Timelines are a linear sequence of events that historians use as a tool to navigate the past and understand what happened. Often, history is equated with what happened when. What happened is often seen as the most reliable historical fact, yet this does not take into consideration that historians participate in determining the importance of events, and choosing from them what to document and what to exclude.
So, how do timelines help us understand the past? What does this tell us about history and the objectivity of factual chronology?
Warm-up (15 minutes):
We ask participants to think together of a major recent event known by all (such as the Covid-19 pandemic). We spend 10 minutes identifying together incidents that make up that period of time: beginning, highest points, turning points, different phases. We collect different suggestions and highlight similarities and differences.
We conclude with the participants that this is the beginning of the creation of a timeline, which historians use as a tool, a form of chronological reasoning, to approach and make sense of the past.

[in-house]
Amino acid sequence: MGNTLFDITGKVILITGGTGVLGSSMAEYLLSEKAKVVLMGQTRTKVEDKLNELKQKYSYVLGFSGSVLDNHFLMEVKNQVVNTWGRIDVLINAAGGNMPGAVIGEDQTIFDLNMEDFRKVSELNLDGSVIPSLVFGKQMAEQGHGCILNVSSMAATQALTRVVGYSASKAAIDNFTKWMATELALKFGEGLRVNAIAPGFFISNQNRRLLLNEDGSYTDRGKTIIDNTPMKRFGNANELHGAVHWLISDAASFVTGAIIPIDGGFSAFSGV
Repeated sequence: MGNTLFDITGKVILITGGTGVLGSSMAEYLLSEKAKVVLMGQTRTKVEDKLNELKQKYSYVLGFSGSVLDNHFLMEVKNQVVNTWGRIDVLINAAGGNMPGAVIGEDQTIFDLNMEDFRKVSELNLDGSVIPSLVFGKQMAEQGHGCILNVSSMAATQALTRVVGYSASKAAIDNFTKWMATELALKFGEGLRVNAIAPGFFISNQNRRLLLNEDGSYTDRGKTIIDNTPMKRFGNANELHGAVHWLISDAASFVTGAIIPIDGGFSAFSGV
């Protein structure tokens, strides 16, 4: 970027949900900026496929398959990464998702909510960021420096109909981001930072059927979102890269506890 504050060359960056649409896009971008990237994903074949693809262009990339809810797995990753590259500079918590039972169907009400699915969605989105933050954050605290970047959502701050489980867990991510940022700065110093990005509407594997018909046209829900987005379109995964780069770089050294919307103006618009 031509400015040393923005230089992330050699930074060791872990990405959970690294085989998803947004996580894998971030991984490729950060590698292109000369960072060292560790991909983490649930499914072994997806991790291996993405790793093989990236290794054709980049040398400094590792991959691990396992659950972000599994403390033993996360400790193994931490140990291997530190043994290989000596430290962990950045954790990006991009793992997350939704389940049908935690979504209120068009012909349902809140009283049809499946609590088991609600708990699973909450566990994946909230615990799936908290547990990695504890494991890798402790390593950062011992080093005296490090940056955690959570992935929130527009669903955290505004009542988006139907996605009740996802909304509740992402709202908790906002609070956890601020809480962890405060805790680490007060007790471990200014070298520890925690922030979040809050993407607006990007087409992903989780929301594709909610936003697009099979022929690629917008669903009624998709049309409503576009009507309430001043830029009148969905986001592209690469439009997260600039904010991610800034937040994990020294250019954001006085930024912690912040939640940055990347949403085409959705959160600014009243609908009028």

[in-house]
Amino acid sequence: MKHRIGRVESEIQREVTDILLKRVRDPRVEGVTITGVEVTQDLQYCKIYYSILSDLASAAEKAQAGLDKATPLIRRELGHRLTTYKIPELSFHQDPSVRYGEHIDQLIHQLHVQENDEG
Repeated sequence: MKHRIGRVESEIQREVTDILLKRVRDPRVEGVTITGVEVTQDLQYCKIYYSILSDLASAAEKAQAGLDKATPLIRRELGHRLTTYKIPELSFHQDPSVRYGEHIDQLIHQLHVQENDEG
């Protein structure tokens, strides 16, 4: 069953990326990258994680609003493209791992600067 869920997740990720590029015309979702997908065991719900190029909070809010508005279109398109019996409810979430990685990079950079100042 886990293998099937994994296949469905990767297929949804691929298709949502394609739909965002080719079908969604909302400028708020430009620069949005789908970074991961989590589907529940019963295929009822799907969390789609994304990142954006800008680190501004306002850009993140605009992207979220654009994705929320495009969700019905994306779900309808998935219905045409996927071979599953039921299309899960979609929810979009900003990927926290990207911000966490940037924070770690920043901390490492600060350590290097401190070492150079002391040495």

Group Work (45 minutes):
We divide participants into 3 groups and distribute Handout 11: Abridged Timelines. We assign each group one of the three timelines (BBC, AUB, Al-Jazeera). In each group, participants work together and write timeline entries including the date and the event on separate blank A4 papers.
When finished, participants chronologically organize the events on the floor of the room or on an empty wall starting from earliest to the most recent date.
While navigating the timelines, we ask the participants to think about the following:
All three timelines should be lined up next to each other for visual comparison.
Plenary Discussion (30 minutes):
For a few minutes, we walk around and compare timelines.
We open up a discussion about the value and reliability of timelines as sources of historical information.
At the end, we encourage participants to walk through the timelines and chat with other participants about something new they learned today about the Lebanese Civil War.
We distribute Handout 12: The Historiography and the Memory of the Lebanese Civil War as a resource for later reading.
Haugbolle, Sune. “The Historiography and the Memory of the Lebanese Civil War, Mass Violence & Resistance.” SciencePo (25 October 2011).
“Lebanon Profile – Timeline.” BBC.com, 25 April, 2018.
“Timeline: Major Events of the Lebanese Civil War (1975-1990).” Lebanese Civil War: 1975-1990, University Libraries, American University of Beirut.
“Timeline: Lebanon; A Chronology of Key Events in Lebanese History.” AlJazeera.com (4 June, 2009).
Wenger, Martha. “Primer: Lebanon’s 15-Year War,” The Middle East Report 162 (January/February 1990).